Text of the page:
UniSA researches Consumer Directed Care for older AustraliansFebruary 16 2016
While better health outcomes are well worth celebrating, the growth in Australia’s ageing population poses many challenges to the way we provide support for older people.
It is predicted that by 2050 the proportion of Australians over 65 years old will be double what it is today.
Successive versions of the Federal Treasury’s Intergenerational Report have highlighted an urgent need to address what this will mean for older Australians requiring care.
Dean of Research and Innovation at UniSA Business School, Professor Andrew Beer, says recent reforms in the aged-care sector implementing a model of Consumer Directed Care (CDC), represent a fundamental shift in the way assistance for older people is funded by the Government.
“Consumer Directed Care purports to give greater choice to older people,” Prof Beer says.
“Within their allocated budgets, older Australians have the capacity to decide which services they use, who provides them, at what time, and in which location.
“Many within the aged care sector have argued for this new model for a long time, believing it will deliver a better service to older people and allow them to adjust the services they use as their needs change.
“However its seems the broader community - older Australians themselves, their carers, family members and friends - may have been caught unawares by the changes and are now confronted by a new set of decisions associated with ageing.”
CDC doesn’t come with an open cheque book and Professor Beer warns older Australians may need to find ways to meet their needs within reasonably tight budget allocations.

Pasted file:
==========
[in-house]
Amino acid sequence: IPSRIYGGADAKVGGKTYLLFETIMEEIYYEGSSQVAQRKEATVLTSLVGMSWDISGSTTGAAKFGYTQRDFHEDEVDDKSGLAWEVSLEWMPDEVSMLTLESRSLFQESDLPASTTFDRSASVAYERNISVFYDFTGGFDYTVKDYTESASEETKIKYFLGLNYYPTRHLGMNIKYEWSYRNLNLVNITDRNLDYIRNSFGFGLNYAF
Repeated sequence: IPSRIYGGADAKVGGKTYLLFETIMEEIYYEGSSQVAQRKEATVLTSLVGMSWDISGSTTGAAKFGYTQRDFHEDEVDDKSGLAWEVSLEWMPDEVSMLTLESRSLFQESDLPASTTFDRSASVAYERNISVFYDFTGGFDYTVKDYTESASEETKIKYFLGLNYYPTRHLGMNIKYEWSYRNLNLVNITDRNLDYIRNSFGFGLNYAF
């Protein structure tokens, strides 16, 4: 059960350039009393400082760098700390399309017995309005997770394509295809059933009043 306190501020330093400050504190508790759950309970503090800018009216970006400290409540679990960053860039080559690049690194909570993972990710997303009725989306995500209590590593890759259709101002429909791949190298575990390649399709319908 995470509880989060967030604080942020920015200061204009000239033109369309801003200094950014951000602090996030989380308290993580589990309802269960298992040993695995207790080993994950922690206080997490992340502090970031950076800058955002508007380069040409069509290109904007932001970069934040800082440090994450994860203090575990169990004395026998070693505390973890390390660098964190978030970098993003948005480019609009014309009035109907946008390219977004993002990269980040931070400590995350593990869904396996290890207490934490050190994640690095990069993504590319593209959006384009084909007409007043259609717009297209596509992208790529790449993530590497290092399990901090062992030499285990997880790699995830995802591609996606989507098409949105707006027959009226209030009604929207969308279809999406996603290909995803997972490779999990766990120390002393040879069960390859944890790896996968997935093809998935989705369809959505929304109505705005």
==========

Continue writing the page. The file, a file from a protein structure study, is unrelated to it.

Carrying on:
“CDC raises the prospect of fees and costs for a proportion of recipients, which may act as a disincentive to participate,” Prof Beer says.
“Regional residents and service providers are also concerned that government-defined programs, providing a uniform level of assistance across the nation, may overlook the higher cost of providing services in rural and regional Australia.
“While some nations around the world have embraced this type of model; others appear to have experimented with this policy direction and then turned back.
“Clearly, we need to know more about this important policy shift and the impact it is having on older Australians.
“We are looking for people over 65 years, who receive a Home Care Package and are interested in taking part in a research project that is examining these challenges, to contact us.
“Their input will be anonymous but their thoughts and support with this study will be greatly appreciated,” Prof Beer says.
Please contact the research team on 8302 4197 for more information.
Media contact: Michèle Nardelli office +61 883020966 mob 0418823673 email firstname.lastname@example.org
Don't look to the Academy for enlightened thinking - UniSA Screen Studies lecturer, Dr Stuart Richards gives his v… https://t.co/tQqURk2KgO
Areas of study and research
- Health Research
- Alliance for Research in Exercise, Nutrition and Activity (ARENA)
- Centre for Cancer Biology
- Centre for Drug Discovery and Development
- Centre for Population Health Research
- Centre of Research Excellence for the Prevention of Chronic Conditions in Rural and Remote High Risk Populations
- International Centre for Allied Health Evidence
- Medicine and Device Surveillance CRE
- Quality Use of Medicines and Pharmacy Research Centre
and Social Sciences
- Art, Architecture and Design
- Communication, International Studies and Languages
- Psychology, Social Work and Social Policy
- Hawke Research Institute
- Asia Pacific Centre for Work Health and Safety
- Australian Centre for Child Protection
- Barbara Hardy Institute
- Centre for Research in Education
- Hawke EU Jean Monnet Centre of Excellence
- Centre for Islamic Thought and Education
- International Centre for Muslim and non-Muslim Understanding
- Research Centre for Languages and Cultures
- Zero Waste SA Research Centre for Sustainable Design and Behaviour (sd+b)
IT, Engineering and
- Future Industries Institute
- UniSA College